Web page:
Monday, December 31, 2012

If Secret Mark is Authentic ... Then Christians Can't Marry

This is clearly the same text that Clement shares with the Marcionites and other heretics who reject marriage.  The reader just has to think about the implications of the material:

And going near, Jesus rolled away the stone from the door of the tomb. And straightaway, going in where the youth was, he stretched forth his hand and raised him, seizing his hand ... and after six days Jesus told him what to do, and in the evening the youth comes to him ... and he remained with him that night, for Jesus taught him the mystery of the Kingdom of God. And thence, having arisen (ἀναστὰς), he returned to the other side of the Jordan.

The mystery rite is the resurrection and clearly according to Clement the basis for the Alexandrian baptism rite so "after the resurrection (μετὰ τὴν ἀνάστασιν)," he says, "they do not marry and are not given in marriage." (Clement Stromata 3.47.1)  And then, making clear that his opponents who share some non-canonical gospel understood themselves to have gone through 'the resurrection' mentioned in that gospel, Clement adds "If, as they claim, they have already partook in the resurrection (τὴν ἀνάστασιν ἀπειλήφασιν) ..." (ibid 3.48.1).  And again, "Similarly, they cite the dictum "The children of this age do not marry and are not given in marriage." But if anyone ponders over this answer about the resurrection of the dead, he will find that the Lord is not rejecting marriage, but is purging the expectation of physical desire in the resurrection." (ibid 3.87.1,2)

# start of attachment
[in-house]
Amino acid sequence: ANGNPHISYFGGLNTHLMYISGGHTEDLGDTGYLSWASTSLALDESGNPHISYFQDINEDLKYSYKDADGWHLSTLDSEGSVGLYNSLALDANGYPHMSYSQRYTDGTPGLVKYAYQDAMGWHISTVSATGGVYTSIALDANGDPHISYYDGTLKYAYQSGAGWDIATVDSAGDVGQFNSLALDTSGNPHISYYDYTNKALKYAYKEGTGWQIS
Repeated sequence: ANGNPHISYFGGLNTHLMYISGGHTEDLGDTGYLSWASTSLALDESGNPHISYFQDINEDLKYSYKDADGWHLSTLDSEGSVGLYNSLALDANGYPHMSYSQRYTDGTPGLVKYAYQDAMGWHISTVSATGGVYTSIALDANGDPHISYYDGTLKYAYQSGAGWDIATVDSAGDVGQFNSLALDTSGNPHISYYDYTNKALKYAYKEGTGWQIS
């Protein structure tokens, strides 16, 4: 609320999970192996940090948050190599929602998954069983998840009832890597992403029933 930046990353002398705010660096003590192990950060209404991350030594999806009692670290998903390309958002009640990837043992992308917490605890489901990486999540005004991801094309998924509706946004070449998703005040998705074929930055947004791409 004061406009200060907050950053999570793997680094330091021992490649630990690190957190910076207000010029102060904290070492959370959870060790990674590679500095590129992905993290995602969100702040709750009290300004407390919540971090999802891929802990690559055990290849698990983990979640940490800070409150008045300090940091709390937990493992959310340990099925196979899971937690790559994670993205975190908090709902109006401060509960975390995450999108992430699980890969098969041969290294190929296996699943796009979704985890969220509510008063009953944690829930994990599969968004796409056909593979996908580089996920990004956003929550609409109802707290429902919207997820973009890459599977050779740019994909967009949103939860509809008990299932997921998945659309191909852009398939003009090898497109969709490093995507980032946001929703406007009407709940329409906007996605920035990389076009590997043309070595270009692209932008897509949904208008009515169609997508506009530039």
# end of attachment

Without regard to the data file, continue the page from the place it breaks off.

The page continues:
How did Clement's Gospel of Mark narrative confirm that the initiate who had undergone the mystery of the kingdom of God could not marry?  The act is hinted at in the words "after six days Jesus told him what to do, and in the evening the youth comes to him" and confirmed in the image of the 'purified one' (Zacchaeus) sitting in the branch of sycamore tree, a fruit from the tree of life.

"Zacchaeus as fruit; the fruit of its own nature it gave not, but it yielded one rational fruit!" [Ephrem On the Nativity]

"Zacchaeus in the sycamore is, so to say, a new fruit of a new age" Ambrose on Luke 19.15]

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